May 26, 2003
Marine mammal researcher honored with symposium
at Long Marine Lab
By Shawna Williams
Ronald Schusterman, adjunct professor of ocean sciences, saw his professional
life pass before his eyes at a symposium held in his honor in April
at UCSC's Long Marine Laboratory. Scientists he has trained and worked
with over a 40-year career presented their current research at the symposium,
organized by Colleen Reichmuth Kastak, a postdoctoral researcher in
Ron Schusterman gets a kiss from Rocky the sea lion.
Photo courtesy of Colleen Kastak
One of the world's leading experts on pinnipeds (seals and sea lions),
Schusterman is retiring this year. He has been based at UCSC's Long
Marine Lab since 1985.
The symposium, "Comparative Perspectives on Perception, Cognition,
and Behavior: A Festschrift in Honor of Ronald J. Schusterman,"
brought together 18 of Schusterman's former students, mentors, and collaborators.
"It was a really unusual symposium because it brought people together
from a lot of different fields. In addition to marine mammal research,
it included everything from primate work to shark studies to human behavior
research," said Kastak, who started working in Schusterman's lab
as an undergraduate and earned her Ph.D. with him.
Many of Schusterman's former students took part in the symposium,
such as Patrick Moore, who now studies echolocation in dolphins as head
of biosonar research for the U.S. Navy marine mammal program. Schusterman's
early mentor William A. Mason, now a professor emeritus of psychology
at UC Davis, discussed his research on social behavior in nonhuman primates.
Other speakers included Paul Nachtigall, director of the marine mammal
research program at the University of Hawaii and president of the Society
for Marine Mammalogy, and Burney Le Boeuf, professor emeritus of ecology
and evolutionary biology and associate vice chancellor for research
Schusterman's research has focused on the sensory and cognitive abilities
of seals and sea lions. Over the years, he has worked with California
sea lions, harbor seals, and elephant seals at Long Marine Lab, conducting
careful experiments to understand how they perceive the world around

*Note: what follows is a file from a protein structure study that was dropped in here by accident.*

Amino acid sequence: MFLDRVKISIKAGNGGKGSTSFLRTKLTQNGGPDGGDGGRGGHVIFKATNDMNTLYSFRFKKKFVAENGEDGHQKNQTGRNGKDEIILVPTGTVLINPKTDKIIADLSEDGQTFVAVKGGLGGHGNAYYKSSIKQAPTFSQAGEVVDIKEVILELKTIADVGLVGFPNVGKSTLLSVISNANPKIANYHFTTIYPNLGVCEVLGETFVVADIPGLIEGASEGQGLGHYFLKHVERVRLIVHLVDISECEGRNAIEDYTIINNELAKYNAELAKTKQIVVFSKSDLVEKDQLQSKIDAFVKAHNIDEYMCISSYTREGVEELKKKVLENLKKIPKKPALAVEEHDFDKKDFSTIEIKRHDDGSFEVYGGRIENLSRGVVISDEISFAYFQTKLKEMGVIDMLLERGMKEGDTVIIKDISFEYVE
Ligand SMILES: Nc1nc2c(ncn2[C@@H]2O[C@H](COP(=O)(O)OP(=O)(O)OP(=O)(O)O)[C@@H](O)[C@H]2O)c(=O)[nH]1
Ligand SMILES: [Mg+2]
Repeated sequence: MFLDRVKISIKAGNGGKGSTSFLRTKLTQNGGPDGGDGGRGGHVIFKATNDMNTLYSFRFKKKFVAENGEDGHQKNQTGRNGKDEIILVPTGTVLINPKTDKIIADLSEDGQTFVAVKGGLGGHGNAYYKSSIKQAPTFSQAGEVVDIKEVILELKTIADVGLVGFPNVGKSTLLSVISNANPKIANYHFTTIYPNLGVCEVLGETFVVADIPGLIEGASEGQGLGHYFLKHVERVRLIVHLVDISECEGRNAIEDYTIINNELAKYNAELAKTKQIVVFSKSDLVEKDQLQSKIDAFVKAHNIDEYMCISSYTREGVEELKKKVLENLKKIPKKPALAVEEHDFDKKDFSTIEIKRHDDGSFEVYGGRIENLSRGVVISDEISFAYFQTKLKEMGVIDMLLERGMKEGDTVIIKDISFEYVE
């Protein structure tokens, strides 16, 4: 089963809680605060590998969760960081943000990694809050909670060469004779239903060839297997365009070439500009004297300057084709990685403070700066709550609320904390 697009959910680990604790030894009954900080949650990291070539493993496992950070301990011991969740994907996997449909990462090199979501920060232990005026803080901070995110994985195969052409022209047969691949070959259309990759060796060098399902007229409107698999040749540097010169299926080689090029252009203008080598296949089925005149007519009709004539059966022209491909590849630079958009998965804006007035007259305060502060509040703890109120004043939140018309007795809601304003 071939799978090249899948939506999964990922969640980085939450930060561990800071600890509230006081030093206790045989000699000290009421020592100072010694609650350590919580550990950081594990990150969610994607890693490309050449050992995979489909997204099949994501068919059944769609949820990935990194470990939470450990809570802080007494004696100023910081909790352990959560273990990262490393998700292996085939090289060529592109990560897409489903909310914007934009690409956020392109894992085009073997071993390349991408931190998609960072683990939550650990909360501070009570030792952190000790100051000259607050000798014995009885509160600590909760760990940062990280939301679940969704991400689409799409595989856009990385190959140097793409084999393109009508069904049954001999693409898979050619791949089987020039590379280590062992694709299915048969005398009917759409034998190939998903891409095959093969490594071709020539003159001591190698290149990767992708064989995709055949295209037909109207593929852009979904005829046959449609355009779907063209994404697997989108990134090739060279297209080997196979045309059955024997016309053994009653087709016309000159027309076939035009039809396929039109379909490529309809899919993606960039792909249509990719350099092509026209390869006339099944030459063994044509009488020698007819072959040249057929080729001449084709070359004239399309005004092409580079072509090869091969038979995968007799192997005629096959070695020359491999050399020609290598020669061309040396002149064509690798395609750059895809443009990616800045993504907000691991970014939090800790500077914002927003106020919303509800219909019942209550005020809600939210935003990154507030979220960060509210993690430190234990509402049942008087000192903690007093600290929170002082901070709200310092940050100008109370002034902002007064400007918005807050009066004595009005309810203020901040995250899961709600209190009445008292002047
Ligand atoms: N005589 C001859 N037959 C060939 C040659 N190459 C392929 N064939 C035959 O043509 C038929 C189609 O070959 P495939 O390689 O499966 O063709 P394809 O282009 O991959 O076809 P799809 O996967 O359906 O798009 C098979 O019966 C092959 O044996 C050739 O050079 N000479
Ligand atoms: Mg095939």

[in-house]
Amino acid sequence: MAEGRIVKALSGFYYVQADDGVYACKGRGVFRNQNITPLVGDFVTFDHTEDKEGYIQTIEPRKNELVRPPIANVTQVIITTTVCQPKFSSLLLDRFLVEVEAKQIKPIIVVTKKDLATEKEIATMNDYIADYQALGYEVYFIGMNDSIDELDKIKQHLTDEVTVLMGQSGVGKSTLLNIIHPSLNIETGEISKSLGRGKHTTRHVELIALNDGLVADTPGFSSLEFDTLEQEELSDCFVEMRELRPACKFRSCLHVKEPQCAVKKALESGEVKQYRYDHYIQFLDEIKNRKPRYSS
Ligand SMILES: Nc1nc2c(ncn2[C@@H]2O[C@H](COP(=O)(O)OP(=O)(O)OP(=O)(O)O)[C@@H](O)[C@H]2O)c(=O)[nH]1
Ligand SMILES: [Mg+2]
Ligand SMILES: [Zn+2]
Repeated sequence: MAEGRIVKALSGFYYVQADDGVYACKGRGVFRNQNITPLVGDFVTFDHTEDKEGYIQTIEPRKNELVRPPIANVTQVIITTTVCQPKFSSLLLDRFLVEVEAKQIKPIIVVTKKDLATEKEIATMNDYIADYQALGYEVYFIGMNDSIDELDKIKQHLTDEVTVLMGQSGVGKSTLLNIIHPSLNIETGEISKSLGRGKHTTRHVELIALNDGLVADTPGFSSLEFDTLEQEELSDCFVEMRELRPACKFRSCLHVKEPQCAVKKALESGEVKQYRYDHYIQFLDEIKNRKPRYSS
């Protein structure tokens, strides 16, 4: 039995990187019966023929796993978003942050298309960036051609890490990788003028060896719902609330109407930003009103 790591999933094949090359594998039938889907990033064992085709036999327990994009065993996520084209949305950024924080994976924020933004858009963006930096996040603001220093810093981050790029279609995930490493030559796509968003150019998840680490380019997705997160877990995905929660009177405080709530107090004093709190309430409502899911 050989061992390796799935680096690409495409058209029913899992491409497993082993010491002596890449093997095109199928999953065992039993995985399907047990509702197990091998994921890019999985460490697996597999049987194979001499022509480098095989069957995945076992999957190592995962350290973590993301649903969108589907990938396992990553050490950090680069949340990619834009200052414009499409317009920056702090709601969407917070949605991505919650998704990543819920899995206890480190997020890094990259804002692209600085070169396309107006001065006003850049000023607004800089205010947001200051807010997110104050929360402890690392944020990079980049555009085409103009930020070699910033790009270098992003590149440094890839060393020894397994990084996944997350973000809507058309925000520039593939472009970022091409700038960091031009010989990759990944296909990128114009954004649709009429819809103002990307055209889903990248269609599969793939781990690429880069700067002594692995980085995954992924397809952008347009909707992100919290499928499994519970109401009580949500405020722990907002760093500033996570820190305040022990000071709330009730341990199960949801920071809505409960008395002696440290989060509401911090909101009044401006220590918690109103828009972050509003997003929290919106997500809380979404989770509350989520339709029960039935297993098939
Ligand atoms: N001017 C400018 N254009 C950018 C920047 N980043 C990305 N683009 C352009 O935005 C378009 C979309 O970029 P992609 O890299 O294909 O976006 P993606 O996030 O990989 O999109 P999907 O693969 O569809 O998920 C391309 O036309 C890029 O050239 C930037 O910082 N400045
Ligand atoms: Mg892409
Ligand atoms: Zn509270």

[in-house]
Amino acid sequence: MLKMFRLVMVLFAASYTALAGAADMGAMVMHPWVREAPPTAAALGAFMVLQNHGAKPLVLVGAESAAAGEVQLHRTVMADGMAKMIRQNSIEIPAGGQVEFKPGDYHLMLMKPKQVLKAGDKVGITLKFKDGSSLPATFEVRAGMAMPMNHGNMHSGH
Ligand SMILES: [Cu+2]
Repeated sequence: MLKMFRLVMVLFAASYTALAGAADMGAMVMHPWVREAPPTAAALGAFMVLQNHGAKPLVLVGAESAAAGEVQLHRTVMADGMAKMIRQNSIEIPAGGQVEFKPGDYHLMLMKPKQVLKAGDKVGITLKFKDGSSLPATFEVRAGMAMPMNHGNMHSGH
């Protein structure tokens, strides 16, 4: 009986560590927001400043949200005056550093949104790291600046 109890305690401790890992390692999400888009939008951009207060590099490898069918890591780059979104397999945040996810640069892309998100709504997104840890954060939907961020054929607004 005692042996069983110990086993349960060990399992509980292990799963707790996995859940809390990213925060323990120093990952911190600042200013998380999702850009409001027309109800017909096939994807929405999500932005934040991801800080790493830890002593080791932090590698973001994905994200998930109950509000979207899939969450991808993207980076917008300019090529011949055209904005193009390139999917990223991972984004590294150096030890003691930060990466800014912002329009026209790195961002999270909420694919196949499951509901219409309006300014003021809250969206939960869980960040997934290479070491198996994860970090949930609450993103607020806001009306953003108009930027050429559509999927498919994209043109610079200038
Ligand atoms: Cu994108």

them and process information.
Schusterman has done extensive research on vision and hearing in pinnipeds.
He showed, for example, that elephant seals can see remarkably well
in the darkness of the ocean's depths. His hearing studies have helped
focus attention on the potential impacts of manmade noise in the ocean
"There's an awful lot of noise in the ocean, most of it human-generated,"
said Le Boeuf. "It's important to know whether we're affecting
life in the ocean, and Schusterman's research helps to answer this question."
Schusterman's lab has also made surprising discoveries about the cognitive
abilities of pinnipeds. For example, the researchers found that sea
lions have a problem-solving ability (known as "equivalence")
previously thought to require language. This ability enables the animals
to solve complex problems in their natural environment, which Schusterman's
lab was able to demonstrate by training sea lions to match pairs of
Ten years after training two California sea lions to match pictures,
Kastak and Schusterman retested one of them and found that she immediately
remembered how to do it, even though she had not practiced at all in
the intervening years. The researchers' findings, published last year,
were the first demonstration of long-term conceptual memory in a nonprimate
Schusterman said he will continue to participate in and encourage the
research program on pinniped cognition and sensory systems at Long Marine
Lab after his retirement.
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